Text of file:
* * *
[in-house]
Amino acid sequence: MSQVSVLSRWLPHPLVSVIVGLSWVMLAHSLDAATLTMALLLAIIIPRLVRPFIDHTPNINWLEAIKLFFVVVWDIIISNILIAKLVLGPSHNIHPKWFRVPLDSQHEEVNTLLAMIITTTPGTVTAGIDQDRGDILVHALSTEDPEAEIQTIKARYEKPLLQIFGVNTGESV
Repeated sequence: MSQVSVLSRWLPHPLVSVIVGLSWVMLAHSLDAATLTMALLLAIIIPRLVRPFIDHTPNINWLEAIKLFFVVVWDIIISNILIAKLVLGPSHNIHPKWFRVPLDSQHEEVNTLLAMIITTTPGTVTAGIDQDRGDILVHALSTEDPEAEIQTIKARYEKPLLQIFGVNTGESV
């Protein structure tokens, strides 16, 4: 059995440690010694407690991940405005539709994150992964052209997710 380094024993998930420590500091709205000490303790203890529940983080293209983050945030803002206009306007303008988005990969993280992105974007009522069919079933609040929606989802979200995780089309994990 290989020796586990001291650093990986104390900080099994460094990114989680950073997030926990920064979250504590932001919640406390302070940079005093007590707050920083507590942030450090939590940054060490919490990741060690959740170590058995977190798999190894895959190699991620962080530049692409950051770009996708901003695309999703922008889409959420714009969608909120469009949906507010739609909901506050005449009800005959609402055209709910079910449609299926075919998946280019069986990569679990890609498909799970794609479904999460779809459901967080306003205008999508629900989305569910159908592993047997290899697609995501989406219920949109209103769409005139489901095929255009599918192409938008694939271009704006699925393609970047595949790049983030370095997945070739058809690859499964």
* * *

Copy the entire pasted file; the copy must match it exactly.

[in-house]
Amino acid sequence: MSQVSVLSRWLPHPLVSVIVGLSWVMLAHSLDAATLTMALLLAIIIPRLVRPFIDHTPNINWLEAIKLFFVVVWDIIISNILIAKLVLGPSHNIHPKWFRVPLDSQHEEVNTLLAMIITTTPGTVTAGIDQDRGDILVHALSTEDPEAEIQTIKARYEKPLLQIFGVNTGESV
Repeated sequence: MSQVSVLSRWLPHPLVSVIVGLSWVMLAHSLDAATLTMALLLAIIIPRLVRPFIDHTPNINWLEAIKLFFVVVWDIIISNILIAKLVLGPSHNIHPKWFRVPLDSQHEEVNTLLAMIITTTPGTVTAGIDQDRGDILVHALSTEDPEAEIQTIKARYEKPLLQIFGVNTGESV
């Protein structure tokens, strides 16, 4: 059995440690010694407690991940405005539709994150992964052209997710 380094024993998930420590500091709205000490303790203890529940983080293209983050945030803002206009306007303008988005990969993280992105974007009522069919079933609040929606989802979200995780089309994990 290989020796586990001291650093990986104390900080099994460094990114989680950073997030926990920064979250504590932001919640406390302070940079005093007590707050920083507590942030450090939590940054060490919490990741060690959740170590058995977190798999190894895959190699991620962080530049692409950051770009996708901003695309999703922008889409959420714009969608909120469009949906507010739609909901506050005449009800005959609402055209709910079910449609299926075919998946280019069986990569679990890609498909799970794609479904999460779809459901967080306003205008999508629900989305569910159908592993047997290899697609995501989406219920949109209103769409005139489901095929255009599918192409938008694939271009704006699925393609970047595949790049983030370095997945070739058809690859499964």